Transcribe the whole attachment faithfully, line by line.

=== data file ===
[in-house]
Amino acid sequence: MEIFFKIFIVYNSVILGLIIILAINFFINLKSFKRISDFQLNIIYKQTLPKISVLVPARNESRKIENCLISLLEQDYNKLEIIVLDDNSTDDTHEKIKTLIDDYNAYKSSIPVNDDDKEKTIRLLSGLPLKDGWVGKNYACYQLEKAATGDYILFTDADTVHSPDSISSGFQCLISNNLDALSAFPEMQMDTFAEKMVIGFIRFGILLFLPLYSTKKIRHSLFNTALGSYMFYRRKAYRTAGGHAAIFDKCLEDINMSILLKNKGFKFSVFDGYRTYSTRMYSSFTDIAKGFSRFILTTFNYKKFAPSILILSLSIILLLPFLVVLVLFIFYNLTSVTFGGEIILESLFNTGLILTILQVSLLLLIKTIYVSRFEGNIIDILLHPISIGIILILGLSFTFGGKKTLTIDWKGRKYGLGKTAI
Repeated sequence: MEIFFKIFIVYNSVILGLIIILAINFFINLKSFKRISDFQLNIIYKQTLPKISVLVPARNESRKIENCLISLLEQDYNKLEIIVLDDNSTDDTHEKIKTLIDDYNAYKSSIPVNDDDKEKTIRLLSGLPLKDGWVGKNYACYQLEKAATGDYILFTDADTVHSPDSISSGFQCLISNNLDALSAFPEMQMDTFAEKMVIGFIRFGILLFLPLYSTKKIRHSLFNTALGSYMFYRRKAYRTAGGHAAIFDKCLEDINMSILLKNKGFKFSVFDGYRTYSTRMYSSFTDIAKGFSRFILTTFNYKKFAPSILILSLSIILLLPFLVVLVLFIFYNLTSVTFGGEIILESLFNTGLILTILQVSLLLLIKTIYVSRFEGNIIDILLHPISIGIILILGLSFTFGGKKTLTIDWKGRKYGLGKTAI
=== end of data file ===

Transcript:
[in-house]
Amino acid sequence: MEIFFKIFIVYNSVILGLIIILAINFFINLKSFKRISDFQLNIIYKQTLPKISVLVPARNESRKIENCLISLLEQDYNKLEIIVLDDNSTDDTHEKIKTLIDDYNAYKSSIPVNDDDKEKTIRLLSGLPLKDGWVGKNYACYQLEKAATGDYILFTDADTVHSPDSISSGFQCLISNNLDALSAFPEMQMDTFAEKMVIGFIRFGILLFLPLYSTKKIRHSLFNTALGSYMFYRRKAYRTAGGHAAIFDKCLEDINMSILLKNKGFKFSVFDGYRTYSTRMYSSFTDIAKGFSRFILTTFNYKKFAPSILILSLSIILLLPFLVVLVLFIFYNLTSVTFGGEIILESLFNTGLILTILQVSLLLLIKTIYVSRFEGNIIDILLHPISIGIILILGLSFTFGGKKTLTIDWKGRKYGLGKTAI
Repeated sequence: MEIFFKIFIVYNSVILGLIIILAINFFINLKSFKRISDFQLNIIYKQTLPKISVLVPARNESRKIENCLISLLEQDYNKLEIIVLDDNSTDDTHEKIKTLIDDYNAYKSSIPVNDDDKEKTIRLLSGLPLKDGWVGKNYACYQLEKAATGDYILFTDADTVHSPDSISSGFQCLISNNLDALSAFPEMQMDTFAEKMVIGFIRFGILLFLPLYSTKKIRHSLFNTALGSYMFYRRKAYRTAGGHAAIFDKCLEDINMSILLKNKGFKFSVFDGYRTYSTRMYSSFTDIAKGFSRFILTTFNYKKFAPSILILSLSIILLLPFLVVLVLFIFYNLTSVTFGGEIILESLFNTGLILTILQVSLLLLIKTIYVSRFEGNIIDILLHPISIGIILILGLSFTFGGKKTLTIDWKGRKYGLGKTAI